23. Empyema of GB removed laparoscopically

  24. PWH protocol • Group 1 – early laparoscopic cholecystectomy • Patients fit for surgery • Diagnosis made early (<72 hours) • Group 2 – delay laparoscopic cholecystectomy • Patients fit for surgery • Delayed presentation and late diagnosis • Patients refusing OT • Group 3 – conservative treatment +/- percutaneous cholecystotomy • Patients with medical co-morbidity and those who are not an anaesthetic candidate

  25. Standard techniques 10 mm primary operating port 5 mm static retraction port 10 mm camera port 5 mm dynamic retraction port

  26. Modified techniques 5 mm primary operating port 5 mm static retraction port 10 mm camera port 5 mm dynamic retraction port

  27. Gallbladder polyp • Prevalence • 3-7% of healthy adults • USG diagnosis of gallbladder polyp • Sensitivity around 90% • Specificity 93.9% • False negative due to thickened GB wall and presence of GS masking polyps • Natural history • 50% similar, 25% increase in size, 25% decrease in size over a period of 6 years

  28. Risk factors for malignancy • Old age (>60) • Coexisting gallstones • 85% in malignant polyp; 59% in benign polyp • Solitary polyp • Polyp rapidly increase in size • If the patient is symptomatic • Size of polyp • Size of polyp >10mm – chance of malignancy 37-88% • Larger the polyp, higher the chance

  29. Choices of procedure • Smaller than 10mm • Can consider re-scan 6 months later if patient is asymptomatic • Larger than 10mm but smaller than 15mm • laparoscopic cholecystectomy should be considered • Larger than 15-20mm • open cholecystectomy + frozen section +/- liver resection

  30. Carcinoma of gallbladder • All depends on staging of disease • incidental findings of early cancer : good prognosis • presented with late features of GB cancer: very bad prognosis • Decision for treatment options • CT scan pre-op • operative findings • Radical surgery • radical cholecystectomy with en-bloc resection of liver segment 5 and 4b and porta hepatis LN dissection

  31. Survival of GB cancer patients radical resection overall survival palliative resection

  32. Management options for CBD Stones Pre-op ERCP Open Surgery Lap Surgery Operative Cholangiogram LIOC L.C. for G.S. or leave G.B. intact cholecystectomy + ECBD Intra-op ERCP + L.C. L.C. + Post-op ERCP Lap ECBD + L.C.

  33. Factors in choosing treatment • patients condition • number, size, type of CBD stones • biliary anatomy • availability of expertise

  34. Laparoscopic ECBD vs. ERCP – trials data • Pros • lap ECBD more cost effective than ERCP/ES • decreased morbidity • shorter hospital stay • Cons • expertise for lap ECBD • OT set up (e.g. imaging) • consumables (special catheters) • OT time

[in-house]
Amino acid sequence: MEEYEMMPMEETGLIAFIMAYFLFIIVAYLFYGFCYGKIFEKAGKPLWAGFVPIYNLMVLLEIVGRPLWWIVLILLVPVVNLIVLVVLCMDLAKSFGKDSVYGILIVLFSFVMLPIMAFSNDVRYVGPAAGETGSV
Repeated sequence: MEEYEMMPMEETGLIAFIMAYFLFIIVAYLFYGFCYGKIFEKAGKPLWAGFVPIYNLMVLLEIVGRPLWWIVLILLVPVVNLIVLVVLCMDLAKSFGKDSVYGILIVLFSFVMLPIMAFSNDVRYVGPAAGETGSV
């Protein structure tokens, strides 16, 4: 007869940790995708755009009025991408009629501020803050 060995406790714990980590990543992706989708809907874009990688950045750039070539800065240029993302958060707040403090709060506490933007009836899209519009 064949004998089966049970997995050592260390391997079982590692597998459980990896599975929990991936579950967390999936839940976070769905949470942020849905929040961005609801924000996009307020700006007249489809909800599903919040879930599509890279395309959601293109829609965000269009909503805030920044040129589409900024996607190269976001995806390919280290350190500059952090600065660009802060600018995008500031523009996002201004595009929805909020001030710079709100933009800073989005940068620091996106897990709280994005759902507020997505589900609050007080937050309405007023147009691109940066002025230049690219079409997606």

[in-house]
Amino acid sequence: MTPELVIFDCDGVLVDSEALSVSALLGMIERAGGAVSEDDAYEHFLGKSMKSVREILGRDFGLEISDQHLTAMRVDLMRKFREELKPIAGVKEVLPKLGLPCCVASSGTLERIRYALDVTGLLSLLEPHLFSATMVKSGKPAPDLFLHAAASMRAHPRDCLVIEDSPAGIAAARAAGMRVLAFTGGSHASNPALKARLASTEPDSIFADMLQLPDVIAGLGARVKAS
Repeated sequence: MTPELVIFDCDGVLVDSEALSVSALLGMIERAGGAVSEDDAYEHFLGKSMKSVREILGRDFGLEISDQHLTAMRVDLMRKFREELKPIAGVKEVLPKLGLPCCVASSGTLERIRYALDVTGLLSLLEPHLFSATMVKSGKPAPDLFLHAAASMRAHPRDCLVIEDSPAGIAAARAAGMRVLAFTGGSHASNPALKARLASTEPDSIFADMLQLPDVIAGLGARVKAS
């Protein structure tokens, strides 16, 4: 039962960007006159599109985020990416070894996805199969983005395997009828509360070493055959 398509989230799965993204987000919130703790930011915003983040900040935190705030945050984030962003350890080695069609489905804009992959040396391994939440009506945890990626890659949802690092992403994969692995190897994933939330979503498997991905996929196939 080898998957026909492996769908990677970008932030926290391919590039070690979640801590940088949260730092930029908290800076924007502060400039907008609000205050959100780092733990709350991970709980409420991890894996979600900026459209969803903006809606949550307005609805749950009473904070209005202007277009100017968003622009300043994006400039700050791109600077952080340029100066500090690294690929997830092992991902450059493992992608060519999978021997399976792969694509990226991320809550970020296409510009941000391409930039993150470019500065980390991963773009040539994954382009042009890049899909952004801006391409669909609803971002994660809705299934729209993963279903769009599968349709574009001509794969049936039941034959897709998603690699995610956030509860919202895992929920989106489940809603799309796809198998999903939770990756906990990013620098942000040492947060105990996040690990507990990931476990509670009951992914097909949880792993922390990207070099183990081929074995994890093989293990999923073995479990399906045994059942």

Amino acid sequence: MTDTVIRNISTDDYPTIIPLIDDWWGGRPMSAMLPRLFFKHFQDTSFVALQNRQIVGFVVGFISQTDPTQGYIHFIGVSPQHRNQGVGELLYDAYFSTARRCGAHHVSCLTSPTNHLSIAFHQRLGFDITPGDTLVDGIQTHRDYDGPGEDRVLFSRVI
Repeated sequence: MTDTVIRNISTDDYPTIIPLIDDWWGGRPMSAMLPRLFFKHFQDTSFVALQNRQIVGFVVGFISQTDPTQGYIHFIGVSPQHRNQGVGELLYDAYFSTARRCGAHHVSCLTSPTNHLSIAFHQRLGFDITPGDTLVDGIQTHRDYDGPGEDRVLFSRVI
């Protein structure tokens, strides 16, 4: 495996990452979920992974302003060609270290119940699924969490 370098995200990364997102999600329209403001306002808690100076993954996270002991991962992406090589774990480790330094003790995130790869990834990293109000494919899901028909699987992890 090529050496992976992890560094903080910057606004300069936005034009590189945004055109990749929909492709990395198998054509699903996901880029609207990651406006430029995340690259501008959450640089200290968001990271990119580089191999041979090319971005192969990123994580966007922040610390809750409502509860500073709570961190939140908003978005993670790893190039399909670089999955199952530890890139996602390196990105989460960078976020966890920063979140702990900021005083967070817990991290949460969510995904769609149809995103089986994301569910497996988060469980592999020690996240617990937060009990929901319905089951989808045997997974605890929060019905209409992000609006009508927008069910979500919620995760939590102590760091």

35. Biliary pancreatitis • Also refer to gallstone-associated acute pancreatitis • ~50% of all cases of acute pancreatitis • Exact pathogenesis remains unclear • Further arrangement depends on severity of the attack

  36. Role of urgent ERCP in biliary pancreatitis • Both UK trail and HK trail have showed early ERCP is useful in a severe attack of biliary pancreatitis • Other argued that ERCP is only useful in those patients with a component of obstructive jaundice or acute cholangitis • Routine ERCP for all patients with pancreatitis is under challenge because of the intrinsic mortality and morbidity of ERCP • No clear recommendation on this issue by the IAP guidelines for the surgical management of acute pancreatitis

  37. Role of surgery in biliary pancreatitis • Early surgery was associated with higher morbidity (83% vs. 48%) and mortality rate (18% vs. 12%) when compared to delayed surgery • Laparoscopic cholecystectomy can be safely performed in patients where the pancreatitis has resolved (to avoid recurrence of acute pancreatitis) • Timing of lap cholecystectomy • Same admission if the attack is mild • Should be delayed if time is needed for resolution of inflammatory response

  38. Biliary Pancreatitis (PWH protocol) Severe Mild Unfit for OT ES only USG CBDS No CBDS Early ERCP/ES Lap Cholecystectomy + Lap ECBD ERCP/ES Failed Lap Cholecystectomy post Lap Cholecystectomy ERCP/ES Lap Cholecystectomy

  39. Management of patients with GS/CBD stones • Laparoscopic cholecystectomy is generally recommended following endoscopic sphinterotomy and clearance of bile duct stones • However, it was reported that only 10% of patients with GB in-situ will return with further biliary complications – and thus expectant management is alternatively advocated, particularly for older patients • How should we advise our patients?

  40. Management of patients with GS/CBD stones • 178 patients (older than 60) were randomized into two groups – lap chole Vs. expectant management • 82 of the 89 randomized received laparoscopic cholecystectomy • Intention-to-treat analysis • primary outcome: further biliary complications • other outcomes: complications to cholecystectomy and late deaths for all causes